Morning Fizz: Friday Likes and Dislikes
Caffeinated News & Gossip featuring How we really feel about this week's news.
1. Fizz Likes that the U.S. house passed an amendment to the defense budget this morning co-sponsored by NSA watchdog Rep. Suzan DelBene (D-WA, 1).
Online civil liberties group, the Electronic Frontier Foundation, summarizes the significance of the amendment:
Currently, the NSA collects emails, browsing and chat history under Section 702 of the FISA Amendments Act, and searches this information without a warrant for the communications of Americans—a practice known as "backdoor searches." The amendment would block the NSA from using any of its funding from this Defense Appropriations Bill to conduct such warrantless searches. In addition, the amendment would prohibit the NSA from using its budget to mandate or request that private companies and organizations add backdoors to the encryption standards that are meant to keep you safe on the web.
2. Fizz Likes that developers are turning the tables on slow-growthers, fighting regressive land use measures by using, ironically, the State Environmental Protection Act (SEPA) review, typically a tool used to halt development.
The trick is, environmental metrics can be used to favor development these days because preserving single-family housing isn't as good for the environment as it looks.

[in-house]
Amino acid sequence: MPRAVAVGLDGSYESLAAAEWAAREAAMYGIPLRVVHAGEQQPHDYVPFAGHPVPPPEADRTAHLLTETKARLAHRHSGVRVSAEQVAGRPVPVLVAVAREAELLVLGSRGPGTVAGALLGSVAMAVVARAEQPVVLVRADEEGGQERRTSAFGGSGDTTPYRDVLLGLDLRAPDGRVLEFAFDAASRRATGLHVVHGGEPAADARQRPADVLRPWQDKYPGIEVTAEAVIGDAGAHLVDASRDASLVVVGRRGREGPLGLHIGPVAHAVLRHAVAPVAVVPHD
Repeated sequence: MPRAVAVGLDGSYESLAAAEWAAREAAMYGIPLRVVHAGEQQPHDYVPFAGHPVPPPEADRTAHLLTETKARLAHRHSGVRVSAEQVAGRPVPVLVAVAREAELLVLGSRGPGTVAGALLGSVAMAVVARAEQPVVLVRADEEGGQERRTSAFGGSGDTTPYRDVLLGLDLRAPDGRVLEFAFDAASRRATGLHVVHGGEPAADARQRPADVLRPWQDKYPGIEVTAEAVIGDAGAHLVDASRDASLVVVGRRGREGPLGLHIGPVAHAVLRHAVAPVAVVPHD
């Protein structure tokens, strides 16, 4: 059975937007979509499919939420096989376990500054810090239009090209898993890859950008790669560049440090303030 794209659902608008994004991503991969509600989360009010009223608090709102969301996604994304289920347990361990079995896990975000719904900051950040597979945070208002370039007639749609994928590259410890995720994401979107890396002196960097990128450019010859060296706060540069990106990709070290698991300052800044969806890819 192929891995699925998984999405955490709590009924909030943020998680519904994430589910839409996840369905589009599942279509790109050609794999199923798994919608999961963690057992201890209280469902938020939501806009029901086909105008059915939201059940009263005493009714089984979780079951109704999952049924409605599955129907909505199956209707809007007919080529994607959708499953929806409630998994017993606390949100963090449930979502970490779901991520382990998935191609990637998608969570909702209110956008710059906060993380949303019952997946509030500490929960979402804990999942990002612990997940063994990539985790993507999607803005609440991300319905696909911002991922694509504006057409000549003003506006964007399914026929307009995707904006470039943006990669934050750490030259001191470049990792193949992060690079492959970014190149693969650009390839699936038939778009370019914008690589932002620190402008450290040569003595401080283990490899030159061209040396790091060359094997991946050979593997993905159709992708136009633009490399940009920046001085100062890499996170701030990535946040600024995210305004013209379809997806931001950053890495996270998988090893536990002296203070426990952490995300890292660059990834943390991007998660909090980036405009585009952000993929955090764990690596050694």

A cool music club—as opposed to the pre-fab urbanism propping up around South Lake Union—is actually taking root.
3. As we've said before, Fizz Likes this idea: A school in downtown Seattle. Why do we like it? Because, in another reversal of conventional wisdom about about urbanism, we think kids are key to the city equation.
4. Fizz Dislikes that the City Council passed a potential pay increase of a little more than $100,000 for Seattle City Light director Jorge Carrasco, who currently earns slightly over $250,000 a year.
The legislation increases Carrasco's "pay band"—the minimum-to-maximum range he can be paid under city law—to a maximum of around $174 an hour, or around $363,000 a year.
We do Like that Council members Nick Licata and Kshama Sawant voted against the raise, though.
In a blog post, Licata wrote, in comparison to other City Light employees’ salaries, the General Manager and CEO’s new salary is out of line and sends the wrong message to our employees and the public." Additionally, he asked, "How can we fairly bargain with our employees after giving such an ostentatious salary increase to one individual? The Council and Mayor’s pay hike for the City Light General Manager and CEO justifiably creates hard feelings among our employees and sets up a very poor example for evaluating and rewarding performance."
5. And quickly: King County Executive Dow Constantine's plan to integrate Metro and Sound Transit services (Like); Mayor Ed Murray's plan to Lyft (!) caps on ride sharing (Like); and, it's on the south side of Denny, but a cool music club—as opposed to the pre-fab urbanism propping up around South Lake Union—is actually taking root in the vicinity of Cornish and Amazon (Like). When new clubs like Kremwerk start working, you know the neighborhood plan is finally working too.